Authorities at the St James Church, Cheranallore, under the Archdiocese of Verapoly in Ernakulam district, have stopped giving communion bread in hand, after it was found that the bread is taken away for selling to the Satan worshippers.
Sex and drugs seem to be the main attractions of Satan worship. Since these two form a part of satanic rituals, many believe that they can get both easily if they join a satanic cult. There have also been sexual abuse of children by the Satan worshippers. The Kerala police had in 2016 August arrested 11 people, who were part of Satan cult, for sexually abusing a Class 11 student for years.
The police do not rule out the involvement of the drug mafia in the growth of this cult, especially since it offers them a chance to make quick money. Satan worshippers spread their message through tattoos, T-shirts and inverted crosses. These symbols are available across Kerala.
Journalist Rajeev Sivshankar, who studied the subject for his book (Thamovedam), said that the state’s commercial capital of Kochi is the main hub of the satanic cult in the state. The cult originated in Fort Kochi, a major tourist centre. It was believed to have been brought by French tourists in early 2000. The cult contains mostly Christians and Hindus. Most of them are youths.
Rajeev said that the cult was fast spreading its wings in Kerala. He said that the Satan worshippers had already established churches in seven out of 14 districts in the state. The service is conducted mostly in isolated houses or apartments.
He said that the organisers of 'Satan seva' have been luring people by making fake claims that it can solve their problems and bring riches, besides destroying their enemies. It’s mainly businessmen, who have suffered losses in their business, who are participating in the Black mass, for which the organisers charge Rs 30,000 per person, Rajeev said.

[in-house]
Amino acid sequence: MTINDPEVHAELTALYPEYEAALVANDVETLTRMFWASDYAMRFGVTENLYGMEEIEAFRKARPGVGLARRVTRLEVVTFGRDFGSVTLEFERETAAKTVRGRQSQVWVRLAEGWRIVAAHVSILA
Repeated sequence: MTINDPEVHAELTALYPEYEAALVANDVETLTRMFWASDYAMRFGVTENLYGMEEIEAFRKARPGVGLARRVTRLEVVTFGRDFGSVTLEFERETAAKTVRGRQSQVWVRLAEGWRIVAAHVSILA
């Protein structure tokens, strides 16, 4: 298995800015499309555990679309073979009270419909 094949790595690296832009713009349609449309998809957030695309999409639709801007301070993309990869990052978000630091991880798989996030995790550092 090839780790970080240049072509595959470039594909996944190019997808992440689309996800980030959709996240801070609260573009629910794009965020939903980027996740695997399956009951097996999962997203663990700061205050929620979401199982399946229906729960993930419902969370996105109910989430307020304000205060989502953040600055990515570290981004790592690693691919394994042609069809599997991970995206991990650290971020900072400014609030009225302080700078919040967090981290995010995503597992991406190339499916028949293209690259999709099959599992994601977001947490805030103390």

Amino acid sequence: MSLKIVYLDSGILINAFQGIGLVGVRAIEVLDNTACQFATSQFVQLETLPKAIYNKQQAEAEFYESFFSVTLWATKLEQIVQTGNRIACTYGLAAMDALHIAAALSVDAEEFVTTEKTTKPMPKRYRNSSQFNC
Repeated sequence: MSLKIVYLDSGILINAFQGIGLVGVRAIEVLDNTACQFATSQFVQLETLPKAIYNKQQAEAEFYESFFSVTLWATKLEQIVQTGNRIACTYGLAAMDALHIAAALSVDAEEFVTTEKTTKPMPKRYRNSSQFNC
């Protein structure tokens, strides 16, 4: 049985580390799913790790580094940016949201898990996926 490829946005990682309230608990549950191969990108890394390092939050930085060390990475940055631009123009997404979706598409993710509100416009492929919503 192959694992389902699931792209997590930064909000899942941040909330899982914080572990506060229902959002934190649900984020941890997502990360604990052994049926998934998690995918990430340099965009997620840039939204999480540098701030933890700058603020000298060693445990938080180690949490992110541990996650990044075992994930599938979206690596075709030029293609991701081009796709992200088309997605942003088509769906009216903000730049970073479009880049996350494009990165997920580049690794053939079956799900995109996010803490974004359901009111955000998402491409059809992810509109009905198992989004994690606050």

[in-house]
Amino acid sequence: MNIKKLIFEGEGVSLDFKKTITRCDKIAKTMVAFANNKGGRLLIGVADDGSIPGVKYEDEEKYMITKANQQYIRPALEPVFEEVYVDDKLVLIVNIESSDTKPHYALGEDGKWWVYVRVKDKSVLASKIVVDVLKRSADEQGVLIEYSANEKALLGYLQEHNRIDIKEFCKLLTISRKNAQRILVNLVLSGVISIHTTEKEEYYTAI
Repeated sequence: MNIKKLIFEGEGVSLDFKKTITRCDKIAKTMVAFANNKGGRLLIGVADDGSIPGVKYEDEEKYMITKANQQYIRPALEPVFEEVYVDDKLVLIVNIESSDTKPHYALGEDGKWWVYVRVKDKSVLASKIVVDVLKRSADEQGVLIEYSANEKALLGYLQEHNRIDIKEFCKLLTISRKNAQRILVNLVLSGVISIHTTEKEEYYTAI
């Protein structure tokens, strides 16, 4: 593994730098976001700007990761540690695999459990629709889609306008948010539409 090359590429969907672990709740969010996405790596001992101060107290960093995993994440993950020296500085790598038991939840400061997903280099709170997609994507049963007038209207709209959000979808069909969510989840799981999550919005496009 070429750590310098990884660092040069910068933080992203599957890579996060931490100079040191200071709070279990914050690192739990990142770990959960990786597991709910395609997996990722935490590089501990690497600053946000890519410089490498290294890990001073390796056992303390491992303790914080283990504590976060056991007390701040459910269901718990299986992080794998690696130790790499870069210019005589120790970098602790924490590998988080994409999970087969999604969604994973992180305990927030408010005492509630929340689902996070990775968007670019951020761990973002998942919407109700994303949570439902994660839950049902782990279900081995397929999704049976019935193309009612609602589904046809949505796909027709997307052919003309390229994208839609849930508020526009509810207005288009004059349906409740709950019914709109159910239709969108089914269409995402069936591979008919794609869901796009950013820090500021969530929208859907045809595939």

A Hindu cult in the state has also been offering similar rituals that include black arts since centuries for those seeking fortunes and relief from sufferings. The sect, which is based at Peringottukara village in Thrissur, worship a dark avatar of Vishnu, who rides a buffalo, as their deity.
The puja, which involves animal sacrifice, is performed every Friday and the priest who conducts the rituals inside the temple, comes out, meets people individually and prescribes specific offerings to the deity for specific needs.
People from all faiths throng the village, which has 17 major and 60 small temples, in an area of 10 square kilometres offering the puja. The temples charge 10 percent of the 'profit' if the worshippers benefit from the ritual.
A report in Times of India said that many of these temples had amassed huge wealth through the rituals. Apart from the religious practices, some of them are also running businesses. An Income Tax raid in one such temple in 2003 had led to seizure of Rs 17 lakhs in unaccounted receipts. The organisers of the cult lure people by placing advertisements in the newspapers and television channels saying their rituals will help believers prosper. Quoting advertising industry circles, the TOI report said that that each temple was spending lakhs of rupees on advertisements every year.
Finding a steady flow of Christians to these temples, the Catholic Church in Kerala has issued a warning to their followers not to practice the chathan service.
The police, who have warned people against those spreading superstition and promoting black magic in the name of faith, are unable to do any thing to prevent such activities as Kerala has no law to deal with such cases.
Though the previous Congress-led United Democratic Front (UDF) government made an attempt to enact a law similar to the Maharashtra Anti-Superstition and Black Magic Act (2013), the draft bill has not found it way to the State Assembly so far.
A senior police officer told Firstpost there was no provision in the existing laws to act against those promoting 'Satan seva' and 'chathan seva'. “The law allows the enforcement agency to act only if they receive a complaint about any harm caused to them by those indulging in occult practices," he said.
The officer agreed that a law to check these activities was needed since incidents of superstition and black magic were thriving in the state despite its high literacy rate. He said that those promoting these practices were actually exploiting the people by promising them impossible things.
Published Date: Apr 23, 2017 13:21 PM | Updated Date: Apr 23, 2017 13:21 PM